I recently had a fruitful three-day whirlwind visit to New York, where I spent bulk of my time at the NYPL for the Performing Arts viewing sketches, conductor’s scores, early scripts and lyric drafts, and programs (among other items) from Guys & Dolls, with an eye toward tracing some of the textual changes in the show.
Pictured are a two-voice w/lyric sketch of the tune “Nathan’s Problem” (not included in the final version of the show) and an incomplete lyric sheet for “Shango” (also not included in the final version of the show); the latter also has a lead-sheet and accompaniment part (not pictured). One takeaway from these examples is that these early drafts present characters whose personalities, histories, and actions hew more closely to their manifestations in the source materials for the show, rather than in the final version which opened in November 1950.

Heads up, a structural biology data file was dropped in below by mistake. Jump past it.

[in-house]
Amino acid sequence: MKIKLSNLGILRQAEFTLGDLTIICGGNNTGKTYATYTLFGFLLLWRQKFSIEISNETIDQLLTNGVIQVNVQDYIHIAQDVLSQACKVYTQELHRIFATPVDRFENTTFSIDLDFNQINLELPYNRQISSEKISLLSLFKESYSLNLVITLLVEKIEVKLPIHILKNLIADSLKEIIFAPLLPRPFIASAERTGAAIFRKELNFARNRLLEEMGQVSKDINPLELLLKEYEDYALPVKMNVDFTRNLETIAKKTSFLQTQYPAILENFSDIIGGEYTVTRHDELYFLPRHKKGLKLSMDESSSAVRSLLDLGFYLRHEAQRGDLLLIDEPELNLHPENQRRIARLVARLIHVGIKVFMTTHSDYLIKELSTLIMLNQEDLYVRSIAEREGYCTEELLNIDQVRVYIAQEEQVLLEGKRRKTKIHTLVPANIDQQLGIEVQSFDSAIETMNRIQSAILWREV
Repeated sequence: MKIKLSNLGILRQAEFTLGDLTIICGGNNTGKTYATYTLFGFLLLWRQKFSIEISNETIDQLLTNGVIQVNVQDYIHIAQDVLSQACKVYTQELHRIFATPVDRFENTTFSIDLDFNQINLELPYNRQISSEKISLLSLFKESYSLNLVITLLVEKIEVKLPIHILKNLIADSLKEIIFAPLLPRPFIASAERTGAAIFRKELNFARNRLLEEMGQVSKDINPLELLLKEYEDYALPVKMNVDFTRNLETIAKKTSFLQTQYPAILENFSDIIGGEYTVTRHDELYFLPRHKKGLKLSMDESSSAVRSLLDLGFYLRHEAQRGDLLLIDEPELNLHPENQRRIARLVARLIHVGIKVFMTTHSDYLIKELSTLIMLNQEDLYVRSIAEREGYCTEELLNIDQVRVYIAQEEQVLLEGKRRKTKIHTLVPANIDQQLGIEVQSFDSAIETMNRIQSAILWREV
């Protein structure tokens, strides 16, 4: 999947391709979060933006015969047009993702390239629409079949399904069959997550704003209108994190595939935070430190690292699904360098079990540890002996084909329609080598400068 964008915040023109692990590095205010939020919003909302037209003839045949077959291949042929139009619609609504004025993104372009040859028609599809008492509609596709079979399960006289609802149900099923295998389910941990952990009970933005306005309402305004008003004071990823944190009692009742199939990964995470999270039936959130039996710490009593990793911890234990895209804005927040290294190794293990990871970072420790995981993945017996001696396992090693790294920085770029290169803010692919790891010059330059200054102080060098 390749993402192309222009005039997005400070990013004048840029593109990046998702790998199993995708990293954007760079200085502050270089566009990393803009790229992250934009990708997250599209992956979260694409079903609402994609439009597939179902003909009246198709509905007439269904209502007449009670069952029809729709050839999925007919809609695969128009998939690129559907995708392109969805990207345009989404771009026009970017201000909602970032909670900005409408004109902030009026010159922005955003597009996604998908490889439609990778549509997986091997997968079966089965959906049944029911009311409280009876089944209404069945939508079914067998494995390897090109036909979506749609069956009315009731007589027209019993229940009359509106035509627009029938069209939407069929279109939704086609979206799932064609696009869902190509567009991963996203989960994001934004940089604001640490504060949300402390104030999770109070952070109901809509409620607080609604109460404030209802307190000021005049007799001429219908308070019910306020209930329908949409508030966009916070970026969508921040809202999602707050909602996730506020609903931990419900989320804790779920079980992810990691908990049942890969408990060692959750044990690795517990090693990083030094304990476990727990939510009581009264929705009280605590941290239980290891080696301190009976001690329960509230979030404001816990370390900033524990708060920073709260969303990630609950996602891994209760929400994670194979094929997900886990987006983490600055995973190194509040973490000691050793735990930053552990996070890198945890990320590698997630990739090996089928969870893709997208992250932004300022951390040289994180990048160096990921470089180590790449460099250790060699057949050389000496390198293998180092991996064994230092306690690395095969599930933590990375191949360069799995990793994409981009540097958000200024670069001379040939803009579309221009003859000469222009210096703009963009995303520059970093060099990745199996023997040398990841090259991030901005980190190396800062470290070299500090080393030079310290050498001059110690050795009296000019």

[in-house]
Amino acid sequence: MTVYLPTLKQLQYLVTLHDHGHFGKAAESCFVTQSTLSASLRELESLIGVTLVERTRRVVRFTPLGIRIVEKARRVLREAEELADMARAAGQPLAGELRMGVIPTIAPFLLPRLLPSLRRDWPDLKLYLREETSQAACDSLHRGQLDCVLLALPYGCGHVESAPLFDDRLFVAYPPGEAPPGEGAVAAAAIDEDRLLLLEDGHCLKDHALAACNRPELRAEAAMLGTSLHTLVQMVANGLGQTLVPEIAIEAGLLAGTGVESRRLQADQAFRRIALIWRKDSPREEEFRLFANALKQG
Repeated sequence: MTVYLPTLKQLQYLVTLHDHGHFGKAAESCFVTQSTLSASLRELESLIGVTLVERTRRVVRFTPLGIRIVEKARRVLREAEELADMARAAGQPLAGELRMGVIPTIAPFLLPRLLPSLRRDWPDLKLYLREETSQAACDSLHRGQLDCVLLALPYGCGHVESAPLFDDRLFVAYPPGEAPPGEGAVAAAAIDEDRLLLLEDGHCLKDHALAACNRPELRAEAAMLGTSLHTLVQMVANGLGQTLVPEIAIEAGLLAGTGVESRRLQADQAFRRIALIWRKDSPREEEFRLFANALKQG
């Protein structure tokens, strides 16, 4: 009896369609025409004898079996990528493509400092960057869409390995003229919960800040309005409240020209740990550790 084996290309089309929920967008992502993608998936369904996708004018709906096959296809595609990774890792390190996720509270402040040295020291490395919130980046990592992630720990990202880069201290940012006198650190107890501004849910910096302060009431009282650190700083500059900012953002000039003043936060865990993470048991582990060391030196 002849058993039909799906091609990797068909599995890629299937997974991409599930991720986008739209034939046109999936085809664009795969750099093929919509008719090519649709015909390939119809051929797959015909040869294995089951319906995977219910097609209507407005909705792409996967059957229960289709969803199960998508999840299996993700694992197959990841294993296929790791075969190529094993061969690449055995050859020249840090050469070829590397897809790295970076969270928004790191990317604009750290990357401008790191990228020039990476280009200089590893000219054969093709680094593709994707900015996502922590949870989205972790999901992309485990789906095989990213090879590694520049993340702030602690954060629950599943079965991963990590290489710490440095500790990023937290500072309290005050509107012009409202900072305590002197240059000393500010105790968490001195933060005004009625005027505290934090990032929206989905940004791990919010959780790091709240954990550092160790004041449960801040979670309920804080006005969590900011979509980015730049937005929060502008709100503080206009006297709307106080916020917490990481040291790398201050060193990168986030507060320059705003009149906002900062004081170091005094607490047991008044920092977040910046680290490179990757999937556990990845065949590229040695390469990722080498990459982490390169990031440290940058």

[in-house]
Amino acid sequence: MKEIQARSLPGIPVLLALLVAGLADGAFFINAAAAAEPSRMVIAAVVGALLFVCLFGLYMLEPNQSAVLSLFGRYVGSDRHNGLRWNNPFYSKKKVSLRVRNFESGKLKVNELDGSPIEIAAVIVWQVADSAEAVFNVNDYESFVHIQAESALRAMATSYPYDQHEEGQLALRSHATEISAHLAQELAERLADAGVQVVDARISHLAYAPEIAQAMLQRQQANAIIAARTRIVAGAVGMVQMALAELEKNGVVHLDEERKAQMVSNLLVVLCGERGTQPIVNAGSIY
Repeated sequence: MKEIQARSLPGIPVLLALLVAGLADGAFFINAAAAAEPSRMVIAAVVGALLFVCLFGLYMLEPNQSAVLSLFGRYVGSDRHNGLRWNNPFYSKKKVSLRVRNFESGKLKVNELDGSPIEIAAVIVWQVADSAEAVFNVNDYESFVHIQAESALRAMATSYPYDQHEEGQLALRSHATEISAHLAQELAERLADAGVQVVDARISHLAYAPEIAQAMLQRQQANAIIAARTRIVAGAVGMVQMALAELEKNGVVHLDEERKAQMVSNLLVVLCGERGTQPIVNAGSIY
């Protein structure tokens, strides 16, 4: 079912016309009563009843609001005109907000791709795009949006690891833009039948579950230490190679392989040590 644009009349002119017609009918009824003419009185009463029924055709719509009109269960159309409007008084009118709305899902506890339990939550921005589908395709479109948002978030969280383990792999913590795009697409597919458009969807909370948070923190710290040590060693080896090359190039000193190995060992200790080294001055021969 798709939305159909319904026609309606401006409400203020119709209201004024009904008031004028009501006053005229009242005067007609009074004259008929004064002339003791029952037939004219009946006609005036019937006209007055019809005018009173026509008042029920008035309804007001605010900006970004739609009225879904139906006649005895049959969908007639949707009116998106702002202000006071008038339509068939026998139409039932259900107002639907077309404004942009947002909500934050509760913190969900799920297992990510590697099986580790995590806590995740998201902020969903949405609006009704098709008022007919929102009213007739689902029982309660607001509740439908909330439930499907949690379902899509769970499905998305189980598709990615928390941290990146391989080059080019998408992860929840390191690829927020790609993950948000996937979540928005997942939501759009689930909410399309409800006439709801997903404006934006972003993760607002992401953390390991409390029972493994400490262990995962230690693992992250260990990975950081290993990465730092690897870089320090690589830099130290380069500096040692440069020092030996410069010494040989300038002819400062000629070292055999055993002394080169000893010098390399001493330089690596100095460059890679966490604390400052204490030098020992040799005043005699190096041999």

Additionally, combing through legal paperwork regarding intellectual property licensing for the show and its subsequent reiterations and adaptations revealed some interesting connections that I had suspected but wasn’t (until then) able to document with any degree of certainty. The writer-collaborators seem happy to tell one story to their biographers but another to their attorneys.
I had lunch with fellow Wolverine Dorian Mueller, and had quite the surprise bump-in with none other than former U of M SMTD Dean of Graduate Studies, Jason Geary, who also happened to be in the reading room doing some research.
When I wasn’t at the library, I was sitting on the balcony of friend’s place at 43rd and 10th, reviewing notes, drinking coffee, smoking cigarettes, archiving research photos, and enjoying views like this:
– John Edwartowski
John is a Ph.D. candidate in music theory. His dissertation research looks at textual change in Guys & Dolls.